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Fight for equal access to the best therapies

When a child is diagnosed with cancer, it is one of the worst things that can happen to a family. And the situation becomes even more difficult if urgently needed medicines and additional therapies are not always paid for by the health insurance companies or are only paid for after the family has been through a great deal of bureaucracy. Affected parents thus find themselves in an extremely stressful situation which causes them to feel very unsure of themselves and can reduce the chances of their child recovering. This is why for months now Childhood Cancer Switzerland has been committed at a political level to combating this inequality in treatment, demanding better cost coverage for all drugs and medication for children with cancer.

In September 2022, there was great surprise when the Federal Council announced it saw no need for action on the reimbursement for cancer drugs for children. This decision was based on an FOPH (Federal Office of Public Health) report, which stated that in the field of paediatric oncology almost 100 per cent of costs are covered. This statement is a clear contradiction of what paediatric oncologists and affected parents experience in their everyday lives. This is why Valérie Braidi-Ketter, CEO of Childhood Cancer Switzerland, together with National Councillor Manuela Weichelt and paediatric oncologist Pierluigi Brazzola (MD) met the coordinators of the report in the Federal Parliament to highlight the difficulties that families and paediatric oncologists regularly face and to point out the weaknesses of the report. Among other things, it has become apparent that the statement on a reimbursement rate of almost 100% was based on just eight responses from more than fifty health insurance companies in Switzerland.

At the same time, Childhood Cancer Switzerland both described the challenges faced in the area of cost coverage and made corresponding proposals for improvement within the framework of a statement on the current amendment of the Ordinance on Health Insurance (KVV) in September. To ensure that every child has equal and rapid access to vital therapies in the future, the umbrella organisation advocates automatic cost coverage for all standard paediatric oncology treatments, the inclusion of specialist experts in the assessment of complex cases, and better cost coverage for all concomitant therapies. These demands are supported by all hospitals in Switzerland that specialise in the treatment of children with cancer.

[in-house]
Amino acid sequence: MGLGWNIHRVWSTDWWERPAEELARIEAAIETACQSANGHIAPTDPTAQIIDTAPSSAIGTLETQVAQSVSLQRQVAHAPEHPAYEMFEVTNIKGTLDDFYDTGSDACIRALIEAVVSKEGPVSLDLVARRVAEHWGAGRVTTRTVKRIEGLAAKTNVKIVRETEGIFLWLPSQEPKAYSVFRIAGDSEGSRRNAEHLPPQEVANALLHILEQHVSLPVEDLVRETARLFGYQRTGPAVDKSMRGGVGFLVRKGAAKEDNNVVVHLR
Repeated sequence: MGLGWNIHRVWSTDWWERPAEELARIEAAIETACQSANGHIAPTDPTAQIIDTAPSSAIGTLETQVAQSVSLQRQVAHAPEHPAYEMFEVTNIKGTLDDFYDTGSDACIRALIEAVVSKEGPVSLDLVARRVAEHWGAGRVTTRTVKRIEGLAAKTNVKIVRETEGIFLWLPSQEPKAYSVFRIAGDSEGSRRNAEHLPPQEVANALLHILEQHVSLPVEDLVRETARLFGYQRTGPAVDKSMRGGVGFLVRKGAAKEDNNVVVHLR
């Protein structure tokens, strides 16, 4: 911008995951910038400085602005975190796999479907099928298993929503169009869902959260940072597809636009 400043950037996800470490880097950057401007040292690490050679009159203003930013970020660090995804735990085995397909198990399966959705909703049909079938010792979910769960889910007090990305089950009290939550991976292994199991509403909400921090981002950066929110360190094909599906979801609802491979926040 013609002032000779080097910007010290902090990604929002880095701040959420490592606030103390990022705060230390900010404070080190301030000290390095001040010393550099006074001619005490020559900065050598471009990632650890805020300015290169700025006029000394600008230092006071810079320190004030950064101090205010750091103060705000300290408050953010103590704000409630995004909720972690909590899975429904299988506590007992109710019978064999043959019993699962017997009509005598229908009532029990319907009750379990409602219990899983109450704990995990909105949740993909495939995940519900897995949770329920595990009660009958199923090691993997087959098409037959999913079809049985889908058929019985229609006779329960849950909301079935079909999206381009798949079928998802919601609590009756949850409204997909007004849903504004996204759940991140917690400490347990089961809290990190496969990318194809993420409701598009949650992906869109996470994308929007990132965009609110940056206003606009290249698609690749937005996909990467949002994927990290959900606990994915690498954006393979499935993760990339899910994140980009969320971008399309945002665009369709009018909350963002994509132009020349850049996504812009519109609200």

Within the scope of several targeted awareness campaigns, with a total reach of around 8.5 million, Childhood Cancer Switzerland was very successful in drawing the attention of the public and political decision-makers to the problem and the urgent need for action. For example, when the campaign “When insurers won't pay” was launched and on International Childhood Cancer Day, many leading media reported on the topic throughout Switzerland. These included news programmes on TV such as “Tagesschau”, “19h30”, radio shows such as “HeuteMorgen”, “12h30” and “Radiogiornale” as well as print media such as the newspapers “NZZ” and “NZZ am Sonntag”, the magazines “Schweizer Illustrierte” and “Schweizer Familie”, as well as “Le Temps” and the “Tribune de Genève” and local editions of “20 Minuten”. In addition, important alliances were formed with other partners in the health sector to stand united against the reform.

In November 2022, Valérie Braidi-Ketter, along with Pierluigi Brazzola and two National Councillors, were at the Federal Department of Home Affairs (FDHA) to also inform the personal advisors of the President of the Swiss Confederation, Alain Berset, about the difficult situation in paediatric oncology and the negative impact of the current reform on patients.

In a third step, in December 2022, the umbrella organisation urgently warned all members of the responsible commission of the National Council about the consequences of the current reform. Finally, on 12 January 2023, Valérie Braidi-Ketter was invited to a hearing in Parliament together with other organisations from the healthcare sector. This gave her a platform to once again explain in detail the difficulties surrounding the cost coverage for some vital medicines for children with cancer and shed light on the consequences of the reform on the patients. This hearing also gave the CEO of Childhood Cancer Switzerland the opportunity to answer the numerous questions of the National Councillors on this complex subject.

Following this hearing, the umbrella organisation took a further step to draw the attention of all members of the responsible commission of the Council of States to the negative effects of the planned reform. Childhood Cancer Switzerland is pleased that both commissions ultimately came to the conclusion that in the interests of patients there is, after all, need for action in this area and that the Federal Council was called upon to find a rapid solution together with all the stakeholders concerned. Consequently, the FOPH and the FDHA organised three rounds of negotiations in January and February 2023, in which the umbrella association was able to actively participate. On this occasion, general proposals for improvement within the framework of the current reform as well as specific approaches to solutions in the field of paediatric oncology were discussed in order to improve the situation in the future.

The jointly developed proposals will now go back to the responsible commissions in the National Council and the Council of States before being submitted to the Federal Council. Childhood Cancer Switzerland is optimistic that this need for action will also be recognised at Federal Council level.